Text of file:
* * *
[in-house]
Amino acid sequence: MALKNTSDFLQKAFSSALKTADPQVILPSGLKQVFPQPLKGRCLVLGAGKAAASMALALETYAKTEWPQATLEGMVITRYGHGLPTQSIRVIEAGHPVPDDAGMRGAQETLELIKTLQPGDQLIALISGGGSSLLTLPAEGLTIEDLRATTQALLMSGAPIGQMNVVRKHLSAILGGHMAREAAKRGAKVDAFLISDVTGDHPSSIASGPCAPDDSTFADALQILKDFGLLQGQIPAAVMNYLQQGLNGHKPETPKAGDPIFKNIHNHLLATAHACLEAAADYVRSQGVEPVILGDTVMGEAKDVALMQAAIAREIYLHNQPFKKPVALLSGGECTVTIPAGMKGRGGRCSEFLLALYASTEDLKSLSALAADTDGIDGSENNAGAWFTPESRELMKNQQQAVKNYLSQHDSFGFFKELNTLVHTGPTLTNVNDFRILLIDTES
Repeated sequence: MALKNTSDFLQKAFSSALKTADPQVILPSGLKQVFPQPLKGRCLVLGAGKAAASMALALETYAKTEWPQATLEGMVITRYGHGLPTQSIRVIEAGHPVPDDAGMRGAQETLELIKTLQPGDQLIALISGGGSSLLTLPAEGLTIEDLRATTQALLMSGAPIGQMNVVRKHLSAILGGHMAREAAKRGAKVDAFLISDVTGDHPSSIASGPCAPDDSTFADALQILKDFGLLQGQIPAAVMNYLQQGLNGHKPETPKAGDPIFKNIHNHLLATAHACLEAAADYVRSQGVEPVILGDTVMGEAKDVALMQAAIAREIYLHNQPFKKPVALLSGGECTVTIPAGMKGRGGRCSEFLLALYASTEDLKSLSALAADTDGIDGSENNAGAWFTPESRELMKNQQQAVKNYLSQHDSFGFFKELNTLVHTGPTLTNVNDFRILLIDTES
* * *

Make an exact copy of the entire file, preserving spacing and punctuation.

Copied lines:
[in-house]
Amino acid sequence: MALKNTSDFLQKAFSSALKTADPQVILPSGLKQVFPQPLKGRCLVLGAGKAAASMALALETYAKTEWPQATLEGMVITRYGHGLPTQSIRVIEAGHPVPDDAGMRGAQETLELIKTLQPGDQLIALISGGGSSLLTLPAEGLTIEDLRATTQALLMSGAPIGQMNVVRKHLSAILGGHMAREAAKRGAKVDAFLISDVTGDHPSSIASGPCAPDDSTFADALQILKDFGLLQGQIPAAVMNYLQQGLNGHKPETPKAGDPIFKNIHNHLLATAHACLEAAADYVRSQGVEPVILGDTVMGEAKDVALMQAAIAREIYLHNQPFKKPVALLSGGECTVTIPAGMKGRGGRCSEFLLALYASTEDLKSLSALAADTDGIDGSENNAGAWFTPESRELMKNQQQAVKNYLSQHDSFGFFKELNTLVHTGPTLTNVNDFRILLIDTES
Repeated sequence: MALKNTSDFLQKAFSSALKTADPQVILPSGLKQVFPQPLKGRCLVLGAGKAAASMALALETYAKTEWPQATLEGMVITRYGHGLPTQSIRVIEAGHPVPDDAGMRGAQETLELIKTLQPGDQLIALISGGGSSLLTLPAEGLTIEDLRATTQALLMSGAPIGQMNVVRKHLSAILGGHMAREAAKRGAKVDAFLISDVTGDHPSSIASGPCAPDDSTFADALQILKDFGLLQGQIPAAVMNYLQQGLNGHKPETPKAGDPIFKNIHNHLLATAHACLEAAADYVRSQGVEPVILGDTVMGEAKDVALMQAAIAREIYLHNQPFKKPVALLSGGECTVTIPAGMKGRGGRCSEFLLALYASTEDLKSLSALAADTDGIDGSENNAGAWFTPESRELMKNQQQAVKNYLSQHDSFGFFKELNTLVHTGPTLTNVNDFRILLIDTES